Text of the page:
Logano on the upswing in 2012

Joey Logano came into Cup with the nickname “sliced bread”, but he hasn’t exactly lived to it in his first few years.

So far in 2012, though, he’s doing pretty well, and rattling off solid-enough finishes to leave him in 15th in points and in contention to make the Chase. His cars are fast and he’s finishing stronger than he has in the past, so the potential is there for him to finally live up to the hype that has surrounded him since he was a teenager.

At Darlington, he said he is happy with his season, but isn’t done improving.

"We're still working. We've still got work to do. We took off good in the beginning of the year and we've lost a lot of speed

lately and then I'm glad I got some speed back in our race car here. It's exciting to have a fast car again -- that helped a lot."

McClure recovering from wreck
If you saw Eric McClure’s scary crash last week at Talladega, you no doubt wondered if he would race again after such a devastating hit.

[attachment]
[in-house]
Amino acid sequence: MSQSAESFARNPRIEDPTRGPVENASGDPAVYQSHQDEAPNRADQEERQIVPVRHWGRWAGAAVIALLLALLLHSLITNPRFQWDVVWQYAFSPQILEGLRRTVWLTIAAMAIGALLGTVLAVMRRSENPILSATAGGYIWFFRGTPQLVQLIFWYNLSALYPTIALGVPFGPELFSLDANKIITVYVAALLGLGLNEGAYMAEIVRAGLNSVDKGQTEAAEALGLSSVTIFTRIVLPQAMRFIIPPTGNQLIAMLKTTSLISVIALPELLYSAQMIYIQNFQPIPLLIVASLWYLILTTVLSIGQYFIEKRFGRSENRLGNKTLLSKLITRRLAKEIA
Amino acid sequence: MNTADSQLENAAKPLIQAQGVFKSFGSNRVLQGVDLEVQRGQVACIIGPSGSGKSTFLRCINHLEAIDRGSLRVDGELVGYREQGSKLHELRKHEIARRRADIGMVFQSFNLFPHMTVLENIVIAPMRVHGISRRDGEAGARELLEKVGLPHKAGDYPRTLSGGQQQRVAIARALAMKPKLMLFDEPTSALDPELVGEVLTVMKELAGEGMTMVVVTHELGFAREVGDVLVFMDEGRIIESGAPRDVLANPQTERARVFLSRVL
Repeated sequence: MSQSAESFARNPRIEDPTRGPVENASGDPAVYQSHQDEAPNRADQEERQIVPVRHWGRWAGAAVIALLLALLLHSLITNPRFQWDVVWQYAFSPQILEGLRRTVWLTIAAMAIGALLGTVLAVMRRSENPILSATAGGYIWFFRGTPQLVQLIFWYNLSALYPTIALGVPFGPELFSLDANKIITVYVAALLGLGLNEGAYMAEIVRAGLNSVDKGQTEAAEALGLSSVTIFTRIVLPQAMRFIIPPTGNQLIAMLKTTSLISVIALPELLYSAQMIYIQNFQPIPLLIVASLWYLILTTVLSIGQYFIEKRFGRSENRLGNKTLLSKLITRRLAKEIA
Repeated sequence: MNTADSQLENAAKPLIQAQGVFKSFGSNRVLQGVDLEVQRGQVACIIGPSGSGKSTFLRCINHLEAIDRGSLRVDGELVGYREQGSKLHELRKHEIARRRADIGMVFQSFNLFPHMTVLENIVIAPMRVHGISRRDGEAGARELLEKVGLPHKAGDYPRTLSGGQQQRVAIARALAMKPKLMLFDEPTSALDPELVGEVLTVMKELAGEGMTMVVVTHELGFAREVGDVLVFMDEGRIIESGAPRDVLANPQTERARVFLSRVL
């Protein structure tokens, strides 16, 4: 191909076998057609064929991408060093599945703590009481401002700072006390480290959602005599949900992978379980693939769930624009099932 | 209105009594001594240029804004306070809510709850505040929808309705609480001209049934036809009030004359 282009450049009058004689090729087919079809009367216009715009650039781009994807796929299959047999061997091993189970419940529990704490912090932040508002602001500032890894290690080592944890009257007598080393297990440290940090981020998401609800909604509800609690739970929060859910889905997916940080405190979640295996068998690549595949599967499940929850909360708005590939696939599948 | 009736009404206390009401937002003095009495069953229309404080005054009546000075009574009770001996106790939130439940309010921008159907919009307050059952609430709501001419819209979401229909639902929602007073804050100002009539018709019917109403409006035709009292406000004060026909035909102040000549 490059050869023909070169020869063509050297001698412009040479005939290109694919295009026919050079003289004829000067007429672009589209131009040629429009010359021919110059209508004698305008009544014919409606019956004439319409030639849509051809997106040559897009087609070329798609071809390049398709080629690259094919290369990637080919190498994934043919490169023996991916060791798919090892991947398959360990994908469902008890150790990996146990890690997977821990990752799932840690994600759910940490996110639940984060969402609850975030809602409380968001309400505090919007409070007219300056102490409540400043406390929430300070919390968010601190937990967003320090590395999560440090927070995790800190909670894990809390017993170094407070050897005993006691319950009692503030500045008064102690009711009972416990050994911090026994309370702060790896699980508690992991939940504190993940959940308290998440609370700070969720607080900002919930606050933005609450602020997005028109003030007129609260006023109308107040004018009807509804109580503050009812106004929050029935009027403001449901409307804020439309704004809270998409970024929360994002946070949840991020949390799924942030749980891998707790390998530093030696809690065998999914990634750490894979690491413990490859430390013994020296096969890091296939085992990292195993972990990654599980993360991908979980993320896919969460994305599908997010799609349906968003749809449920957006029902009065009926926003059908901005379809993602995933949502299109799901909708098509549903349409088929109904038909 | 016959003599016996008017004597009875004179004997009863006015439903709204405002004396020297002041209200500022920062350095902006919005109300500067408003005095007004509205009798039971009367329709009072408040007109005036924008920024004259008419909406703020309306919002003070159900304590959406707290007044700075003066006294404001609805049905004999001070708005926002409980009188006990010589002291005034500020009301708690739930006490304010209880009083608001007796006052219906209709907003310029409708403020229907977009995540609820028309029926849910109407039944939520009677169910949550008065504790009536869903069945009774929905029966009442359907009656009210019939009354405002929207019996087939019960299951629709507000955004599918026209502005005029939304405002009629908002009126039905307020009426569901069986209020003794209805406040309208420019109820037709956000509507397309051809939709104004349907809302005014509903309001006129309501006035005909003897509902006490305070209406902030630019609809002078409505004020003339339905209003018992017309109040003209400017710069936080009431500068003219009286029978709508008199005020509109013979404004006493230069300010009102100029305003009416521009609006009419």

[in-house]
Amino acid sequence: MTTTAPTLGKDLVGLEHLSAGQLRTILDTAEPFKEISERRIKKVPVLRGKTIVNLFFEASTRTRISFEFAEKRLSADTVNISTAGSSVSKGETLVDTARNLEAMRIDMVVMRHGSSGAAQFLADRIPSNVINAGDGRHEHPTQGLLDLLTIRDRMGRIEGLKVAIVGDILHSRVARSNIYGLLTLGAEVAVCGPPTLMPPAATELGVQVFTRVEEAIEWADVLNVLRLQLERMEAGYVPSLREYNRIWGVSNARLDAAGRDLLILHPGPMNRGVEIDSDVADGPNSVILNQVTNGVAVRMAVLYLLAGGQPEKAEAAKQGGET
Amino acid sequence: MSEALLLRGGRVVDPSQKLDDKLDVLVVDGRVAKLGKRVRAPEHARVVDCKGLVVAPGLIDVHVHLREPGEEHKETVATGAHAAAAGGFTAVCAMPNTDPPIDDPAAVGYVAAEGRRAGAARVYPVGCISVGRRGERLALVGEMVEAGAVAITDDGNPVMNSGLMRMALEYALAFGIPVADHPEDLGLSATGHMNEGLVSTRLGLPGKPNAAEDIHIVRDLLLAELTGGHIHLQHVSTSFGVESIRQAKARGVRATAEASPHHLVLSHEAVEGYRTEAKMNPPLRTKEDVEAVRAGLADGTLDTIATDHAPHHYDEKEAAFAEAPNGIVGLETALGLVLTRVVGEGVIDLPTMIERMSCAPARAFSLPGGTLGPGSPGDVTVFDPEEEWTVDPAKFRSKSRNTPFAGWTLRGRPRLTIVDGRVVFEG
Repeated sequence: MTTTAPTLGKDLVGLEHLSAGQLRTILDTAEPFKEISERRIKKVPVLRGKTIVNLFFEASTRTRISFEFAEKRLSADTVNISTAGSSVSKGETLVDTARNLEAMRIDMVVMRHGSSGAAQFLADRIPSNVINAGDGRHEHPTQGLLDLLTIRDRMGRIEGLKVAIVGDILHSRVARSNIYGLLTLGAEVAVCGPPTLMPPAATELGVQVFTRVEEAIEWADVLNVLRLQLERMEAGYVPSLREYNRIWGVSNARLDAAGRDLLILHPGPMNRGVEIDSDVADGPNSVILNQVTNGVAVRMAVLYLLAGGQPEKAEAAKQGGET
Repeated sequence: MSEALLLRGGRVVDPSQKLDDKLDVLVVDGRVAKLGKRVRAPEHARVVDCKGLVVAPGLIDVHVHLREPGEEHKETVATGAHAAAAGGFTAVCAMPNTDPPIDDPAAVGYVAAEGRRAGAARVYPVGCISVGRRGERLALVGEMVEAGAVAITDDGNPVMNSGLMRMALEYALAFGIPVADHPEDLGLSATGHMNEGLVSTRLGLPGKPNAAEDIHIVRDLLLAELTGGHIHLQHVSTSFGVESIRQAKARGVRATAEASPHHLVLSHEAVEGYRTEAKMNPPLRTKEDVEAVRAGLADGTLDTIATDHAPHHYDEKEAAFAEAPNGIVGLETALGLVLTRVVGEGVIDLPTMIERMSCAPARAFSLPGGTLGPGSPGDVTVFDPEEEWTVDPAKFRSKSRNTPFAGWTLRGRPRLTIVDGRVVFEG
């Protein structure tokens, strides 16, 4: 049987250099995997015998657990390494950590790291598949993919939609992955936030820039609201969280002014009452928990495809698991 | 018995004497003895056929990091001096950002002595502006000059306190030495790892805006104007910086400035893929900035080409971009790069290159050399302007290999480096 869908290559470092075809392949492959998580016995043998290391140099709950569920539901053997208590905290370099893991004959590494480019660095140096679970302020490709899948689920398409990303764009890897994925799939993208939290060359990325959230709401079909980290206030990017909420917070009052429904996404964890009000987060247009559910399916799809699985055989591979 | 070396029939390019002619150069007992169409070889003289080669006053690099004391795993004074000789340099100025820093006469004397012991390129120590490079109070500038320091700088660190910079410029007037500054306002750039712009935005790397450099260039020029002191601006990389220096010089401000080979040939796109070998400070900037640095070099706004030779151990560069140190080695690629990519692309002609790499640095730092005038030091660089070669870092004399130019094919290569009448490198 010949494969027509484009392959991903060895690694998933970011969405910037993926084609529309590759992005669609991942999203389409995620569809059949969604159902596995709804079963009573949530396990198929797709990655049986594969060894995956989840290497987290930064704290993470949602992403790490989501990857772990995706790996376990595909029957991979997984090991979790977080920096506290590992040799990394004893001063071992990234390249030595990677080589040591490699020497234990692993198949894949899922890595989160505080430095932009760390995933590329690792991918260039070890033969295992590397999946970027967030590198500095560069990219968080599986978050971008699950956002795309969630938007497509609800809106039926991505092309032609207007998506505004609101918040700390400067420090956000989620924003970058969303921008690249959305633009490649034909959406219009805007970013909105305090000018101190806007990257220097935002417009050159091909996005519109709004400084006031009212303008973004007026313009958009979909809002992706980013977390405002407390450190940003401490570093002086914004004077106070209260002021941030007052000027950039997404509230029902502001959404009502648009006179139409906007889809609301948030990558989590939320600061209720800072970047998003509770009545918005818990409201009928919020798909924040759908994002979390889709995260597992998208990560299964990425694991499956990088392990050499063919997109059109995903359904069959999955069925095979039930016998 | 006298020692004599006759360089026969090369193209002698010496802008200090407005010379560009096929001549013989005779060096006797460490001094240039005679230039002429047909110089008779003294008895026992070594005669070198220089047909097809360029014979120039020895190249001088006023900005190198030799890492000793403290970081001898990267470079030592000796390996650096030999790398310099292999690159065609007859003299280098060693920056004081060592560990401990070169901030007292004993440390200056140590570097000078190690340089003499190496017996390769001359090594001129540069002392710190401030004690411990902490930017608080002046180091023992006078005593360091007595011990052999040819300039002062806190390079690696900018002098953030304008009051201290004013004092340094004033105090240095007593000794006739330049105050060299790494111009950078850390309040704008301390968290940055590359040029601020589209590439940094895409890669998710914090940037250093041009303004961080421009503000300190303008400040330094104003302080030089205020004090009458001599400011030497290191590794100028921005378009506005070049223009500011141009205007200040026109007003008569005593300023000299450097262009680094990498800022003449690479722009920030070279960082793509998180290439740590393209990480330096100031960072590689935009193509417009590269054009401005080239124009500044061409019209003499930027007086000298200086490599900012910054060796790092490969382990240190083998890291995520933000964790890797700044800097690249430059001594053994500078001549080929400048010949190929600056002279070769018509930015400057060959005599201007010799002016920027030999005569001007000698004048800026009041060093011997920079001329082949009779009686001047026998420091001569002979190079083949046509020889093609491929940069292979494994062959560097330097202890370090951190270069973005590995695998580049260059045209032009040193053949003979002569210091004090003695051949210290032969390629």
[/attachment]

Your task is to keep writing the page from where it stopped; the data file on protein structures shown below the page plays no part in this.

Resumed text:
The good news: He’s recovering and is on his way back. He spoke about his injuries and his plans to return to the sport this weekend.

"There was a lot of speculation about what the injuries were. The

largest thing we battled was the internal bruising, which is still quite painful, and the concussion. As far as getting back in

the race car, we're following the process that NASCAR has in place -- it's a very thorough process and a very good process. We're consulting with the doctors on that. Once they feel that I'm cleared to get back in the race car and that I'm ready to get back in the car, then I look forward to doing that. We're definitely preparing the best we can to do that as soon as possible."